• Book Review: Voices from Iraq

    October 7, 2012

    Tags: , ,
    Posted in: Democracy, Iraq, Other Ideas

    While there are a lot of books about the most recent Iraq war, there are very few books that try and show the civilian side of the conflict. We all know the rough outline of the narrative—US invades, society breaks down, sectarian violence spins off into civil war, followed by a low hum of more targeted violence and unstableness that now characterizes life in “free” Iraq. Broad strokes; but what was history like for the average Iraq? Until now, few have told us their stories.

    Voices from Iraq: A People’s History, 2003-2009 is an imperfect book, much as could be expected from a first oral history of the civilian side of the war. Author Mark Kukis interviewed those he could reach, restrained by the continuing violence in Iraq that threatened both him and his subjects. Consequently, more than a few of the subjects are Iraqis who worked for Western media outlets or who otherwise interacted with the Americans.

    However, Kukis, through friends of friends, did gain access to a number of more ordinary people, and it is in these interviews that the book shines. Tale after tale accumulates around you, like snow piling up: a son killed, a child murdered, a father kidnapped, a bombing, an assassination, a life ruined by torture. Before you realize it, you are drawn deeply into the horrific world the US created in Iraq post-2003, forced to acknowledge America’s complicity by the simple tone of the stories, the tellers too tired to embellish and too plain in their suffering to politicize what happened to them.

    If journalism is the first draft of history, this is version 1.5. Readers interested in a 360 degree view of events in Iraq 2003-2009 should listen to these Voices.

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    Copyright © 2020. All rights reserved. The views expressed here are solely those of the author(s) in their private capacity.

  • Recent Comments

    • Jhoover said...


      from here I would ask those “geniuses” American who mad you to believe their stupide lies that Iraqis are Sunni, Shiites and Kurd?
      The Shiites are majority!
      Di any one asked what the Kurds believe in?
      They are Muslims and they having Sunni and Shiites also, what if count Sunni and Shiites all together ;living in Iraq for centuries any one though in his own mind what the figures are? what the differences in the number?
      Iraq War and invasion presents the detailed drama of the American-British campaign, running the complex tribal, religious, and ethnic components of this varied country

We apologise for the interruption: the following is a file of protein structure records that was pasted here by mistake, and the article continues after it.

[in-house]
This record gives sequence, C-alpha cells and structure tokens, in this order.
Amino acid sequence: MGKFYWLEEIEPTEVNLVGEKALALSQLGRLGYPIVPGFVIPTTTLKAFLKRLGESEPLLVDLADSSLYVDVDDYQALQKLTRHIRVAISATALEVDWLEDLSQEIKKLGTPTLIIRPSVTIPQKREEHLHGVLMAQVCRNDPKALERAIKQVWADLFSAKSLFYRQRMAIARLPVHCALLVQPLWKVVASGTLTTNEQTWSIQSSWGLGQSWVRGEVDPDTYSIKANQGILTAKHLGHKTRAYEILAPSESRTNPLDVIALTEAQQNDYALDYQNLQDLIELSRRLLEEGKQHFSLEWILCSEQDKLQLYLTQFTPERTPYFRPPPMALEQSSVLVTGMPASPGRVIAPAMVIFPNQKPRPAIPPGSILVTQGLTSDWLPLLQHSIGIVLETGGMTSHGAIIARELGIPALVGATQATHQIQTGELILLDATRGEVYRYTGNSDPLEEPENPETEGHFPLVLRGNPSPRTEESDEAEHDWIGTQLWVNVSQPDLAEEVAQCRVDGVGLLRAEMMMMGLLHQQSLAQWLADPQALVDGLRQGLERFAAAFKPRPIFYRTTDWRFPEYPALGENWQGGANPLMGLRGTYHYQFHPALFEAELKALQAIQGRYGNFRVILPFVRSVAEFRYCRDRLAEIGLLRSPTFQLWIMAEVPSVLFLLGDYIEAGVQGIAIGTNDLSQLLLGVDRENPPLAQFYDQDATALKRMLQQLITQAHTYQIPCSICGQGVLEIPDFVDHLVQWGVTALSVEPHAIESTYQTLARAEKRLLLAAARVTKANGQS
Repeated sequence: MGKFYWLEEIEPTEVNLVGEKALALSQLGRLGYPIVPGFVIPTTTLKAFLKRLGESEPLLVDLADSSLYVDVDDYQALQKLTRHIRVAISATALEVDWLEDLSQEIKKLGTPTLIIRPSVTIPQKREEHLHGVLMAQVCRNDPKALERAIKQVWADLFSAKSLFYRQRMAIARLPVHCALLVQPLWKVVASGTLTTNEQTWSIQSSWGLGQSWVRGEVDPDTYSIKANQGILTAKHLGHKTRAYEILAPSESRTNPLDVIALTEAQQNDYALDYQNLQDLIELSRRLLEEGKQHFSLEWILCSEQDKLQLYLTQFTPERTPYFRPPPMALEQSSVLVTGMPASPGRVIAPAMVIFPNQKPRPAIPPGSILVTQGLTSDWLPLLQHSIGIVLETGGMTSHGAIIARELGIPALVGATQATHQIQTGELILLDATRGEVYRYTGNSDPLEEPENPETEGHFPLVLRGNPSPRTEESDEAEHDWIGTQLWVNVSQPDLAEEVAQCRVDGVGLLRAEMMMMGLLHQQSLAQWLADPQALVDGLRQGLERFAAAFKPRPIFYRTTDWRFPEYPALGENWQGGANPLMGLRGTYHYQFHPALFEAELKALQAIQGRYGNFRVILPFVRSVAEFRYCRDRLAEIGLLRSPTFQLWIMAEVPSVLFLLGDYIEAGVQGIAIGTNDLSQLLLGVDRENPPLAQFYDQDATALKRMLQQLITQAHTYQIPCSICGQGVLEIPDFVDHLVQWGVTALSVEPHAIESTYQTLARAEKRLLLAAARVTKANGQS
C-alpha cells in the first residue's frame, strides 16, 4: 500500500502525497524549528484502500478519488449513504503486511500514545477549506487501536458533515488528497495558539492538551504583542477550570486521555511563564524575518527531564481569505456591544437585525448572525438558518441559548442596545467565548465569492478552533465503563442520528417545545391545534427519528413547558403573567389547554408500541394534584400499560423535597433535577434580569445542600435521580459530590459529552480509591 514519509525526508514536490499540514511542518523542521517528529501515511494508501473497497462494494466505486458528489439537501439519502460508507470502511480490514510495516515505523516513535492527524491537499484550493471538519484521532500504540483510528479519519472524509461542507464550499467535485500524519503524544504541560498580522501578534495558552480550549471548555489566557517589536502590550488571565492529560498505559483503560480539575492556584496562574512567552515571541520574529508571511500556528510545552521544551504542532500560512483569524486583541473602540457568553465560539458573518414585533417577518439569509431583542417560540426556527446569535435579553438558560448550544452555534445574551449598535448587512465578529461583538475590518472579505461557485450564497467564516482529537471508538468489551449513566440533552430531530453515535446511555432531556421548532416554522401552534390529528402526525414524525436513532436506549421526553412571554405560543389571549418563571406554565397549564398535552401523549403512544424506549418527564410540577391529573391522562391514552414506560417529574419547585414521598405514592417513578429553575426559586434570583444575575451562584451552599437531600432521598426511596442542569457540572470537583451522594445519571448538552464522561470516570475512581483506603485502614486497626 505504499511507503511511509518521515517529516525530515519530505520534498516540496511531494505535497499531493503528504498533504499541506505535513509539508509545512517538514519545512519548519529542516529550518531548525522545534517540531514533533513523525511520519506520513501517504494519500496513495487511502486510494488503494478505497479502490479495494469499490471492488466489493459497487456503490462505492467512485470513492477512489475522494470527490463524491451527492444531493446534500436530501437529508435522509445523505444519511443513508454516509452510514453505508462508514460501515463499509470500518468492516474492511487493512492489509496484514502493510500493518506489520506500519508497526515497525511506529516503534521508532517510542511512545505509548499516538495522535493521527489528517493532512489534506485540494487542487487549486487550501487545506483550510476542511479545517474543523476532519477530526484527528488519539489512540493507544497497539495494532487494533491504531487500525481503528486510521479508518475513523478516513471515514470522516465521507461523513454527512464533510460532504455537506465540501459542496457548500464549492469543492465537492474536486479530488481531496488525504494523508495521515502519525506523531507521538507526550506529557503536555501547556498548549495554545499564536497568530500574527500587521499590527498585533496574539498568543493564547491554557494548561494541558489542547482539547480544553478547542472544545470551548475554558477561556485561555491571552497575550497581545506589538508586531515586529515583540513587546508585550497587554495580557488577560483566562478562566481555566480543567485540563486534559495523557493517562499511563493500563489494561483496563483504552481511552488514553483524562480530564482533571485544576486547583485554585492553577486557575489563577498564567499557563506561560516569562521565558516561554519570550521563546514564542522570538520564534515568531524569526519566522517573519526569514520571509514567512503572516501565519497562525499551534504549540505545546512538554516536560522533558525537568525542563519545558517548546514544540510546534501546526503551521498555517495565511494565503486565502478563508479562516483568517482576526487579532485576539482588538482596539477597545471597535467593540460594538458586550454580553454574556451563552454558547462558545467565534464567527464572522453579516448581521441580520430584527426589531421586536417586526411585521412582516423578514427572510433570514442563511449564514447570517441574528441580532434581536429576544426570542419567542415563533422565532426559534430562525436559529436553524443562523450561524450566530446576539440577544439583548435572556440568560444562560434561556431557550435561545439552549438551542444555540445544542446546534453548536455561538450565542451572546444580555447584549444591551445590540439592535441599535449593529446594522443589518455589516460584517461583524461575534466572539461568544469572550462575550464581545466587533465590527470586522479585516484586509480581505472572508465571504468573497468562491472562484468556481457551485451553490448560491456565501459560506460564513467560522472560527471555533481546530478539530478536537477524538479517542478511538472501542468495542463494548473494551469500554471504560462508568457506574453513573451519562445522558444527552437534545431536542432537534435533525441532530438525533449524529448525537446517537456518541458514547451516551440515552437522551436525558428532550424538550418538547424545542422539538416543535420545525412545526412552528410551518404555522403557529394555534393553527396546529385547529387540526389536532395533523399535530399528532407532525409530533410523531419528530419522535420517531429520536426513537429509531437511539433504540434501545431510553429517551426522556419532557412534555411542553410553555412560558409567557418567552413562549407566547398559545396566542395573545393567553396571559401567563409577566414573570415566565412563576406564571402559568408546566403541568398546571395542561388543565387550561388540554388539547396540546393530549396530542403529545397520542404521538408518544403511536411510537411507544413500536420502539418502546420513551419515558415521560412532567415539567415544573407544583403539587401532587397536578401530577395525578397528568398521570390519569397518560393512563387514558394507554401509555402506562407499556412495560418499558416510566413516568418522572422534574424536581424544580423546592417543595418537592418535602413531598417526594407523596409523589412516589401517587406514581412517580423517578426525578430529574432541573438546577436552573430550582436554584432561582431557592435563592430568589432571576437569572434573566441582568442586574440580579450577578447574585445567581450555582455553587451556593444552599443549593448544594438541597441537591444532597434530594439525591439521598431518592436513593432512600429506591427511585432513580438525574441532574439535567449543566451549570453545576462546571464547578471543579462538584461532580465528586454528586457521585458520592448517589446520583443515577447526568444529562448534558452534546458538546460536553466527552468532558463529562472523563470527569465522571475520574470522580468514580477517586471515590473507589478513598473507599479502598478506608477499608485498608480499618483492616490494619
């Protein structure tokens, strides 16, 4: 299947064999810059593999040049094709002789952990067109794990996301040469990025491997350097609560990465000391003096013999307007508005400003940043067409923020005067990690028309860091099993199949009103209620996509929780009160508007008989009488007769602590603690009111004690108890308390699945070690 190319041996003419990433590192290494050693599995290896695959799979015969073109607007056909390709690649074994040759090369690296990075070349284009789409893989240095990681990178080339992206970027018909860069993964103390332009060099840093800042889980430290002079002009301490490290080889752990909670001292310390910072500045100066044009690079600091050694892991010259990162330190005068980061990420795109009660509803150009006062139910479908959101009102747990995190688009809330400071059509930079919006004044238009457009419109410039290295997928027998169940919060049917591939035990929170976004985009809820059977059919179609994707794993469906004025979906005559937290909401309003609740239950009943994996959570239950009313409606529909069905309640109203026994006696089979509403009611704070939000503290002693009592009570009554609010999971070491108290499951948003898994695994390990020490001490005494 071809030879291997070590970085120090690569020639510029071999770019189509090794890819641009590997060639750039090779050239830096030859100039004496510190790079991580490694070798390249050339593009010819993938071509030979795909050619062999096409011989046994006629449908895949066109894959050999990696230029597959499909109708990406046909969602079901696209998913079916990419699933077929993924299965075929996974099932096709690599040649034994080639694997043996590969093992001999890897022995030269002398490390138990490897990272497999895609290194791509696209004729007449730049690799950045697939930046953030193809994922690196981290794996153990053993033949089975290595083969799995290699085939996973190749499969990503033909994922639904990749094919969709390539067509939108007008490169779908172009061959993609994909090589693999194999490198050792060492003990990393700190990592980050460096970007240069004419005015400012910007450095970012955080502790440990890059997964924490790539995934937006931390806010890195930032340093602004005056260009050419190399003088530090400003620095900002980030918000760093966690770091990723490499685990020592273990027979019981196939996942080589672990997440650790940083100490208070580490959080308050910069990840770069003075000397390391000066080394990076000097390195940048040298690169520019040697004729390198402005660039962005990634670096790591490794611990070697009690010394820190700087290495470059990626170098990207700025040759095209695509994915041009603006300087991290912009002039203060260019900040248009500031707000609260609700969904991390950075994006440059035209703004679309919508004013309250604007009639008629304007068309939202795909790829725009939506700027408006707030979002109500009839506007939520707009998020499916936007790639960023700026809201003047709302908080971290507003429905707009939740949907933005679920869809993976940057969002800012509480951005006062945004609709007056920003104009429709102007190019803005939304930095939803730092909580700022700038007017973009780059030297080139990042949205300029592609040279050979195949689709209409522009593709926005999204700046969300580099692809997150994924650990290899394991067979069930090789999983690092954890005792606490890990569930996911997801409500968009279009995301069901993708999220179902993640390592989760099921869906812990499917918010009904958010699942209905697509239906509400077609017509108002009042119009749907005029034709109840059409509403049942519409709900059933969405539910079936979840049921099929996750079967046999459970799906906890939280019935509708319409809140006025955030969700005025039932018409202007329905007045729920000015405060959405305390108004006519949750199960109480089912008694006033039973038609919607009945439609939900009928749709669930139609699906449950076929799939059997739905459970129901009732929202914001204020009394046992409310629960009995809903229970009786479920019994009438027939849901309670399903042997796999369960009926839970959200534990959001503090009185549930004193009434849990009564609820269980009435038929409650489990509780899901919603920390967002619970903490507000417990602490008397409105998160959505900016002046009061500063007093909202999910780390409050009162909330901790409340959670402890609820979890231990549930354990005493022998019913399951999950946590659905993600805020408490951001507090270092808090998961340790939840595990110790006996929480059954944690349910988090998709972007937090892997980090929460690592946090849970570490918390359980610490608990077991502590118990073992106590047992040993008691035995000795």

In the 1980s the workings of balance-of-power diplomacy and Saddam
      Hussein’s weakness led to his curious enmeshment with the superpowers and
      his role as an instrument for the containment of the Iranian revolution. (p.216)
      It is true that the top of the present power structure rests to an important
      degree on solidarities based on region and kinship. It is also true that the
      distance between the Kurdish minority and the regime has widened. Saddam
      Hussein has, however, associated the Shi’is more meaningfully with his
      regime and extended economic benefits to their areas. (pp. 221-22)

      Peter Sluglett pdf doc.
      بعد ثلاثة عقود من تأسيس الدولة العراقية الحديثة توحد الكثير من عرب العراق الى درجة العمل معا داخل احزاب عبرطائفية.. بعد سبعة عقود من تأسيس الدولة العراقية اصبح ثلث العوائل العراقية متزاوجة طائفيا..كل ذلك حصل تدريجيا بفضل قيام الدولة التي تأسست عام ١٩٢١..والمدارس ومناهج التعليم الحديثة والجيش هي كانت ادوات هذا الصهر الاجتماعي والسياسي..ورجال الدين الشيعة حاربوا كل هذه المؤسسات..هذه الدولة التي اخرجت العراق من الغيتوهات الطائفية اتهمها حسن العلوي بمنهجة النزعة الطائفية!! الفترة الوحيدة التي عاش فيها عرب العراق خارج الغيتوهات المذهبية نعتها حسن العلوي بالطائفية..الفترة الوحيدة التي اصبح فيها الزواج العبرطائفي شائعا..وهذا هو المعيار الذي يستند عليه علماء الانثروبولوجيا في تعريف عملية الانفتاح والتعايش بين مجموعتين..هذه الفترة الفريدة في كل تاريخ العراق نعتها حسن العلوي بالاقصائية فقط لان الحاكم كان من عائلة سنية..واليوم فقط يتسائل العلوي وباستهبال : لماذا عرب العراق منقسمين الى شيعة وسنة!!
      ما قالته اعقاب السجائر عن الحريق

      10/7/12 8:06 PM | Comment Link

    • Jhoover said...


      قاسم سليماني صاحب السلطة في العراق

      وزير الدفاع الإيراني “سعيد” بحضوره إلى البرلمان

      نواب: قرارنا بيد طهران التي تصدّر أزماتها إلينا

      10/8/12 5:52 AM | Comment Link

    • Jhoover said...


      During Iraq/Iran ware the tyrant ordered to have in the end of the week (Friday morning in Iraq) in all Iraqi schools, a gathering first thing in the morning to song the national anthem followed by firing life ammunition by school officials, also Iraqi TV each day will showing horrifying footage of Iraq Iran dead bodies and all sort of war zone.
      At that time the government hired US specialist to visit Iraqis schools and kindergartens and make her study about the statues of Iraq early education.

      When she finished her report she introduced to ministry of education but I heard she was asked to see the tyrant and talk to him direct.
      What I did hear from some who knew that she told the tyrant you will have a generation of killers and criminals if you carry doing what you doing in your schools.